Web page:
High above Flood & Fire Ye Held the Scroll

Rosh_Hashana_05475

Spiritual Sunday

For Rosh Hashanah, which begins Wednesday, I share a poem by Emma Lazarus, most famous for her lines on the Statue of Liberty. I didn’t know until I read her Wikipedia entry that Lazarus was an early proponent of a Jewish homeland. The descendent of Portuguese Sephardic Jews who moved to New York in colonial times, Lazarus became interested in her Jewish roots after reading George Eliot’s novel Daniel Deronda (1876), where the eponymous protagonist undergoes a similar conversion experience. She was further spurred into action when Russian Jews began flooding into the United States following the 1881 pogroms, referred to in the poem as “anguish wrought by priest and mob.”

The poem begins by noting that the Jewish new year does not occur in the dead of winter but during harvest time, when “orchards burn their lamps of fiery gold,/The grape glows like a jewel, and the corn/A sea of beauty and abundance lies.” As in her Statue of Liberty poem, she sees America, all the way to the Sierras, as a refuge to Jews fleeing from the steppes of Russia:

Even as the Prophet promised, so your tent
     Hath been enlarged unto earth’s farthest rim.
To snow-capped Sierras from vast steppes ye went …

Lazarus imagines two streams of Jewish refugees, one heading to America, the other to the Holy Land. Both hold the scroll “high above flood and fire,” keeping the memory of the Temple alive as they “embrace the world,” thereby fulfilling God’s promise to Abraham and to Moses:

In two divided streams the exiles part,
     One rolling homeward to its ancient source,
One rushing sunward with fresh will, new heart.
      By each the truth is spread, the law unfurled,
Each separate soul contains the nation’s force,
                      And both embrace the world.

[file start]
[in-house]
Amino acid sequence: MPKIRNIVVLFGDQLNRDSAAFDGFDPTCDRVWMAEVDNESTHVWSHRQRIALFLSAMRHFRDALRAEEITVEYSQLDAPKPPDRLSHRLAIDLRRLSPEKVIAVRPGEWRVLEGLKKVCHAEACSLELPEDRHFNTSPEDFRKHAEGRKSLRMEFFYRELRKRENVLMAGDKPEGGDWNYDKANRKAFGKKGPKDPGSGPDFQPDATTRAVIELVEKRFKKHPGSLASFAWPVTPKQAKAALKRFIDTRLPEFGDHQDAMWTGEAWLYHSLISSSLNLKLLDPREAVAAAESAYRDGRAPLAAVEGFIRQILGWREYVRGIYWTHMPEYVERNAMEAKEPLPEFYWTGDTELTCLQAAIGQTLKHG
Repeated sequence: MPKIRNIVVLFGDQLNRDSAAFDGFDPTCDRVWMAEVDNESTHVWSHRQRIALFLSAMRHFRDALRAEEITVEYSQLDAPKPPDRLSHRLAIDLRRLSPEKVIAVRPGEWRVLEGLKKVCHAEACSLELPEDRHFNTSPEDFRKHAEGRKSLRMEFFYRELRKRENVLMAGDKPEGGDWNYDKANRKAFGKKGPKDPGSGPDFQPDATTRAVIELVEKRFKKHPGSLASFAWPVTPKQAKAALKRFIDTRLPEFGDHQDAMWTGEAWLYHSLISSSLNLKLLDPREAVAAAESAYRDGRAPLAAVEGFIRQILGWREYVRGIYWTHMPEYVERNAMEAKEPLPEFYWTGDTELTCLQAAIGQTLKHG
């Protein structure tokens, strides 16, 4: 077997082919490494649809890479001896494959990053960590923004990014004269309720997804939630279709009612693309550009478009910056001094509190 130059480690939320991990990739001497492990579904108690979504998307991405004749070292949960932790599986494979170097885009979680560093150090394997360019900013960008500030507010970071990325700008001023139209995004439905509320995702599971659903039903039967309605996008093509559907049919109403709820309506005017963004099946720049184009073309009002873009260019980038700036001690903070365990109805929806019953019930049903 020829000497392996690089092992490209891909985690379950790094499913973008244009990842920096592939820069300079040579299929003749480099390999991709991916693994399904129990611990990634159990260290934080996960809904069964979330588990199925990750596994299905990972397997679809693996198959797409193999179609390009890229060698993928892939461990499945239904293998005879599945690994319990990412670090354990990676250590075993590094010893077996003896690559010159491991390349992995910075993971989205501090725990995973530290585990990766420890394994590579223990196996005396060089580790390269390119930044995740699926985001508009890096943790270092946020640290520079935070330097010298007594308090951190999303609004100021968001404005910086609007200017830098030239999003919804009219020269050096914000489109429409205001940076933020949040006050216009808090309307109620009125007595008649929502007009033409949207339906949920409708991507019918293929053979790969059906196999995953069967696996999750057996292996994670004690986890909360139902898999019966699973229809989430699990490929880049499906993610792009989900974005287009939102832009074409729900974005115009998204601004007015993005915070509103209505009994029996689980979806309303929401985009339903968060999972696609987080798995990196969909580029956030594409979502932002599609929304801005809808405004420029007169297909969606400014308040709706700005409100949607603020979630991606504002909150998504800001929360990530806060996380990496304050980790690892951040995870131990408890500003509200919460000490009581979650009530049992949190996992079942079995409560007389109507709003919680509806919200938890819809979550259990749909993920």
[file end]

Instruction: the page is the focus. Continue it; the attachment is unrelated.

Can one really say about 1883/5643 that “never was the year/Greater with portent and with promise seen,/Than this eve now and here”? Well, when one looks at the tremendous contributions that the descendants of those Russian Jews would go on to make to the United States, and at how Lazarus was sowing the seeds of Zionism that would be taken up a few years later by Theodor Herzl, one can make the case that she doesn’t exaggerate by much the importance of the year. Here’s the poem:

The New Year

By Emma Lazarus

Rosh-Hashanah, 5643 [1883]

Not while the snow-shroud round dead earth is rolled,
      And naked branches point to frozen skies.—
When orchards burn their lamps of fiery gold,
      The grape glows like a jewel, and the corn
A sea of beauty and abundance lies,
                      Then the new year is born.
 
Look where the mother of the months uplifts
      In the green clearness of the unsunned West,
Her ivory horn of plenty, dropping gifts,
      Cool, harvest-feeding dews, fine-winnowed light;
Tired labor with fruition, joy and rest
                      Profusely to requite.
 
Blow, Israel, the sacred cornet! Call
      Back to thy courts whatever faint heart throb
With thine ancestral blood, thy need craves all.
      The red, dark year is dead, the year just born
Leads on from anguish wrought by priest and mob,
                      To what undreamed-of morn?
 
For never yet, since on the holy height,
      The Temple’s marble walls of white and green
Carved like the sea-waves, fell, and the world’s light
      Went out in darkness,—never was the year
Greater with portent and with promise seen,
                      Than this eve now and here.
 
Even as the Prophet promised, so your tent
      Hath been enlarged unto earth’s farthest rim.
To snow-capped Sierras from vast steppes ye went,
      Through fire and blood and tempest-tossing wave,
For freedom to proclaim and worship Him,
                      Mighty to slay and save.
 
High above flood and fire ye held the scroll,
      Out of the depths ye published still the Word.
No bodily pang had power to swerve your soul:
      Ye, in a cynic age of crumbling faiths,
Lived to bear witness to the living Lord,
                      Or died a thousand deaths.
 
In two divided streams the exiles part,
      One rolling homeward to its ancient source,
One rushing sunward with fresh will, new heart.
      By each the truth is spread, the law unfurled,
Each separate soul contains the nation’s force,
                      And both embrace the world.
 
Kindle the silver candle’s seven rays,
      Offer the first fruits of the clustered bowers,
The garnered spoil of bees. With prayer and praise
      Rejoice that once more tried, once more we prove
How strength of supreme suffering still is ours
                      For Truth and Law and Love.

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